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This is the full frame at 80 ISO.


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At 80 ISO the image is clean, sharp and well detailed, with no trace of noise.


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Much the same result at 100 ISO.


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There is a very faint speckling of noise at 200 ISO, but still no real problem.


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More noise is visible at 400 ISO, but it is well controlled and there’s still plenty of detail.


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At 800 ISO you can no longer read the motto on the sign.


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Image quality falls dramatically at 1600 ISO.


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3200 ISO is available, but only at 3MP resolution.


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This is the full frame at maximum ISO.


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”A range of general test shots are shown over the next two pages. In some cases, the full size image has been reduced for bandwidth purposes, and a crop taken from the original full resolution image has been placed below it to show the overall image quality. Some other pictures may be clicked to view the original full-size image. ”


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Here’s the usual detail test shot of the West Window of Exeter Cathedral, for you to compare with other cameras. See below for a full res crop, or click to see the whole picture.


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The level of detail is very good, although the image does have a hint of being over-processed.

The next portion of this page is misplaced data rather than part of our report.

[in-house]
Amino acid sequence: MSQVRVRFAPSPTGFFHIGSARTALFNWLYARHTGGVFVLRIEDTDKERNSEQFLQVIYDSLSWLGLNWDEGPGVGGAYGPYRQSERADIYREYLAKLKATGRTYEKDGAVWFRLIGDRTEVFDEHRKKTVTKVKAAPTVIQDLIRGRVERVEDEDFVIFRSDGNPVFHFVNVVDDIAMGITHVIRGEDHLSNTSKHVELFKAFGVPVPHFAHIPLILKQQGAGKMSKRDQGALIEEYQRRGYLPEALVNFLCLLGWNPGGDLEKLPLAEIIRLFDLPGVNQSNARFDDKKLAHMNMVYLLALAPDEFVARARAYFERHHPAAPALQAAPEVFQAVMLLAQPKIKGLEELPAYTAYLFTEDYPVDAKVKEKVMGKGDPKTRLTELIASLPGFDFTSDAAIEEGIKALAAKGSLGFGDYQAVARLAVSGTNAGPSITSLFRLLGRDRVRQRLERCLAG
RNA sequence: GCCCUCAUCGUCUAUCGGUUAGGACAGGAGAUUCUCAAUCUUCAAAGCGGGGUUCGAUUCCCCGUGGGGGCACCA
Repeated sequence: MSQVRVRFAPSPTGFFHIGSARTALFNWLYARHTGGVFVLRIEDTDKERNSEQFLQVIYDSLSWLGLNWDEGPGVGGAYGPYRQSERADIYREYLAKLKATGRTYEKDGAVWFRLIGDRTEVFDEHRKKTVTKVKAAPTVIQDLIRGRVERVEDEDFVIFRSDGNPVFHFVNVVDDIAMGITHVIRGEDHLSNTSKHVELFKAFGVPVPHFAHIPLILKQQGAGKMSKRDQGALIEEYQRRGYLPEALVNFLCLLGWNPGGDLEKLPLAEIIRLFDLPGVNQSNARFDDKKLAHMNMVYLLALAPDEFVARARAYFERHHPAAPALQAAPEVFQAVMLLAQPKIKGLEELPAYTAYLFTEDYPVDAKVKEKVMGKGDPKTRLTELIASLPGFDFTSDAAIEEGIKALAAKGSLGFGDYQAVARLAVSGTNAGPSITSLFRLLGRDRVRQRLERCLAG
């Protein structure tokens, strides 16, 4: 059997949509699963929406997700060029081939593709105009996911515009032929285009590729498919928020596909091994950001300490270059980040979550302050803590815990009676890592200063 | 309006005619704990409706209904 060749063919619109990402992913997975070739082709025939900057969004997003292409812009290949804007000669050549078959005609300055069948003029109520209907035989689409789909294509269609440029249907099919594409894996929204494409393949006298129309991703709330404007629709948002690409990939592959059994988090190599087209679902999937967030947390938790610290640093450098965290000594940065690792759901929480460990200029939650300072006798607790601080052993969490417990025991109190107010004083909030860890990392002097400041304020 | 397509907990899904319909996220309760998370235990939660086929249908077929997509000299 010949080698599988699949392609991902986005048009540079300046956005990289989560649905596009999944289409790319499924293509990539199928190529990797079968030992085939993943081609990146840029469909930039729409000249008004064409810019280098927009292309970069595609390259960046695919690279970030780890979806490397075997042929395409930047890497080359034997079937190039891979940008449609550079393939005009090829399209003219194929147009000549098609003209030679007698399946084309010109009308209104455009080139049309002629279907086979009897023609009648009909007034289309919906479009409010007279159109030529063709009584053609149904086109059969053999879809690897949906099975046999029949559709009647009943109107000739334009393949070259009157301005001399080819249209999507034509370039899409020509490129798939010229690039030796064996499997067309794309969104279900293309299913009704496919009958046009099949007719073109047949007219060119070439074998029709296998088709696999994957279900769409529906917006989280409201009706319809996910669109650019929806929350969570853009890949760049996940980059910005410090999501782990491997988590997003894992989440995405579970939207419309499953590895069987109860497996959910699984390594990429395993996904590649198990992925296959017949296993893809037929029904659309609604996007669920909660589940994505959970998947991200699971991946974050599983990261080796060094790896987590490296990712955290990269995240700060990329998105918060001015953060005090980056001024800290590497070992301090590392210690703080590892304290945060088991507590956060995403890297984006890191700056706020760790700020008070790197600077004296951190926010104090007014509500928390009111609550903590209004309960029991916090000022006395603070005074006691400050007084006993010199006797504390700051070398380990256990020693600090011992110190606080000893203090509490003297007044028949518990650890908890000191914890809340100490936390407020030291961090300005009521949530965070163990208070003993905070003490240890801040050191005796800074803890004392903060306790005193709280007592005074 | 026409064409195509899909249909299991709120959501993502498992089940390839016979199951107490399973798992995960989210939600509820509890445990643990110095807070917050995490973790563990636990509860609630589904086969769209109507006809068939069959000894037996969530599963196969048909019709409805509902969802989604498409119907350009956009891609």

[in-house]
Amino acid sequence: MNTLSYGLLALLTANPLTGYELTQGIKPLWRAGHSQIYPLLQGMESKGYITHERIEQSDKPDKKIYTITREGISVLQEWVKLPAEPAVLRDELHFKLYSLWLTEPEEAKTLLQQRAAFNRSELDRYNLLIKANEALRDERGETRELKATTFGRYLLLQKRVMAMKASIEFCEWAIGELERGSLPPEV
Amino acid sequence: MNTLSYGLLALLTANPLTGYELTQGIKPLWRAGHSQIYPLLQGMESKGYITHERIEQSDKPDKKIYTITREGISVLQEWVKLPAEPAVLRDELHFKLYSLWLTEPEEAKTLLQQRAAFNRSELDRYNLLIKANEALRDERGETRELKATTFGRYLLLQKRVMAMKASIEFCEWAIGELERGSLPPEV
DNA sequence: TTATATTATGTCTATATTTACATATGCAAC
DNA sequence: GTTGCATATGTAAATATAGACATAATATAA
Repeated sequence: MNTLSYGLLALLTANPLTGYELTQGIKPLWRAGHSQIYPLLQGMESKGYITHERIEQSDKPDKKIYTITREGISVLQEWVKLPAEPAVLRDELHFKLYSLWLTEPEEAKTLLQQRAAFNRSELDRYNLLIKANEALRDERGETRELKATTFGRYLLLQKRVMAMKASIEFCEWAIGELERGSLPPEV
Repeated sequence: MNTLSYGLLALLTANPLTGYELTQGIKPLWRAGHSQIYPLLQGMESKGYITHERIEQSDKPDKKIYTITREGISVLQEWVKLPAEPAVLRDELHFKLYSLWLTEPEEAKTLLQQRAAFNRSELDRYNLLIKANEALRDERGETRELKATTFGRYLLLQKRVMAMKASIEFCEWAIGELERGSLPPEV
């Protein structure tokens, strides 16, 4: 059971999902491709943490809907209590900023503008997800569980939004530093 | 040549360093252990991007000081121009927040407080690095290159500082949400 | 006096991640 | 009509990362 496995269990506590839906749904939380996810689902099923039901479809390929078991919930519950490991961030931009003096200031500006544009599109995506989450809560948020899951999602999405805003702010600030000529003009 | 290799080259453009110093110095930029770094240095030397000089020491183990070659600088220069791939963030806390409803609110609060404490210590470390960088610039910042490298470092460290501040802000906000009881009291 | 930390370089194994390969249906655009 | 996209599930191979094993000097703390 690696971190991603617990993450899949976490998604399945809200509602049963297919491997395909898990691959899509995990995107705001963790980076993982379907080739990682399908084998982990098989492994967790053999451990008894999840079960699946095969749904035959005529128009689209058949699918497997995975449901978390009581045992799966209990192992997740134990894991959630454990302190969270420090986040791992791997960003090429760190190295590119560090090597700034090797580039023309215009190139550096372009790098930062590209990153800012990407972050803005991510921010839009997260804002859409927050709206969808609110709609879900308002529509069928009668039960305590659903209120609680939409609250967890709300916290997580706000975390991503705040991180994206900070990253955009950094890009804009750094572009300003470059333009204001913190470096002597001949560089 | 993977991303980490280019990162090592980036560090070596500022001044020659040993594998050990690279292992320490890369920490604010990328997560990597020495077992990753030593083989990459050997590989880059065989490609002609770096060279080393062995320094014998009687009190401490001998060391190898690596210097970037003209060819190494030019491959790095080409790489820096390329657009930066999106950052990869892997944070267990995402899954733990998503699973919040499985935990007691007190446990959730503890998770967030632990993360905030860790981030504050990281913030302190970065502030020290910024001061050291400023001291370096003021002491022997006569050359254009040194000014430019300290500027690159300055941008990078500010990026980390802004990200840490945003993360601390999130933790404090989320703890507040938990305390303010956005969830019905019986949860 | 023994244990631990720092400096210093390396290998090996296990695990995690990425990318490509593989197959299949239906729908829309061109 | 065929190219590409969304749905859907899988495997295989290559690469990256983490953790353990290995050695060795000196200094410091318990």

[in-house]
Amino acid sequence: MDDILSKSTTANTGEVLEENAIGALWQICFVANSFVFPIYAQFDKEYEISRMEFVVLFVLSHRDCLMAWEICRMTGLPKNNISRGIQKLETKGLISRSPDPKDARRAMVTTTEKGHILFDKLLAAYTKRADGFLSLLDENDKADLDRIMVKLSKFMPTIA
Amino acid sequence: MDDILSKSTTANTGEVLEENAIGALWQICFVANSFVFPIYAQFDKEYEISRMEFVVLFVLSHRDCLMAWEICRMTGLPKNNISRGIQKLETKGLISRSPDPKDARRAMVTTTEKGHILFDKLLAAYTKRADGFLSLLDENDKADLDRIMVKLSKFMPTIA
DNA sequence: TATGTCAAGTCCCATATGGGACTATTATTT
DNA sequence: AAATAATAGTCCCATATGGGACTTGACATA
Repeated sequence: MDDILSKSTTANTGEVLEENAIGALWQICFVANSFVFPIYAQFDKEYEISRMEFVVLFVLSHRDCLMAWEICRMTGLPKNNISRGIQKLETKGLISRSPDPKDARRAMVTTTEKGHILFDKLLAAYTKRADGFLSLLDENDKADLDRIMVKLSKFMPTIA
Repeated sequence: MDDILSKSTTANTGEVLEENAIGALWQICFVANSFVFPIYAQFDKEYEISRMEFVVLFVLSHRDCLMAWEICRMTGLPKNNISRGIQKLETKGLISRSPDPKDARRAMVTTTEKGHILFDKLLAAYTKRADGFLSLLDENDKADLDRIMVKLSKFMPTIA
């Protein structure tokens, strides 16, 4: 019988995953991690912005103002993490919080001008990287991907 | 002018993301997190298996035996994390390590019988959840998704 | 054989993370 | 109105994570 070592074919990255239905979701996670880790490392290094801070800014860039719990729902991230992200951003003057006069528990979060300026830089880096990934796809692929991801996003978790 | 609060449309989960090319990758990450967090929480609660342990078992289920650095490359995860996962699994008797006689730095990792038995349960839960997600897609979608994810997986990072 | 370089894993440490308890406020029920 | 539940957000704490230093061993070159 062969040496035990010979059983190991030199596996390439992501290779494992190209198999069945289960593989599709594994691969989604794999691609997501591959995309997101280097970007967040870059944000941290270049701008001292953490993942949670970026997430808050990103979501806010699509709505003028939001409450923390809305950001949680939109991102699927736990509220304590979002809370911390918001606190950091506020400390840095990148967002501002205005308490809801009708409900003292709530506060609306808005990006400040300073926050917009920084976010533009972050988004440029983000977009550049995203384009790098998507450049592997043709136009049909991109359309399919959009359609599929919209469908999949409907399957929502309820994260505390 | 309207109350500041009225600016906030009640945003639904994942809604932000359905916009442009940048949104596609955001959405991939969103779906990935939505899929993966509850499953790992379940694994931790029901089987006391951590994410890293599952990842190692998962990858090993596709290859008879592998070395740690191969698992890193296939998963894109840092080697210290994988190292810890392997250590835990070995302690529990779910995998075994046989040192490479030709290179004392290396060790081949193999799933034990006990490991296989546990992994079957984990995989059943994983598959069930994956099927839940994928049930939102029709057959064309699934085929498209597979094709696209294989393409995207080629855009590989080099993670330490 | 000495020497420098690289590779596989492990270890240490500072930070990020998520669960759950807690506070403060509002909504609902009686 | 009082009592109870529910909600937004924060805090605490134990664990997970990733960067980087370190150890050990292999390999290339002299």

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The lens produces very little barrel distortion. Please excuse the lack of my usual distortion shots, there was a lorry parked in front of my favourite wall!


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The wide-angle end of the zoom is equivalent to 38mm, a bit narrow even for this type of camera.


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The long end of the 5x zoom is equivalent to 190mm, a good medium telephoto. However there is some camera shake on this shot, at a shutter speed of 1/30th of a second.


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”Here are some general test shots to help evaluate the camera’s overall image quality, including dynamic range, colour rendition and the zoom range of the lens. Some pictures may be clicked to download the full size original image. ”


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The colours are a little under-saturated, mostly because the picture is slightly over exposed.


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The ability to turn off the shutter sound and shoot silently meant I could take pictures while the sound was rolling.


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The exposure meter has burned out the highlights, but the shadow detail is good.


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The same shot with the Auto Contrast Balance switched on. The highlights are still burned out.


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Trusted Score


Score in detail

  • Value 9
  • Image Quality 8
  • Build Quality 9

Features

Camera type Ultra Compact
Megapixels (Megapixel) 10.2 Megapixel
Optical Zoom (Times) 5x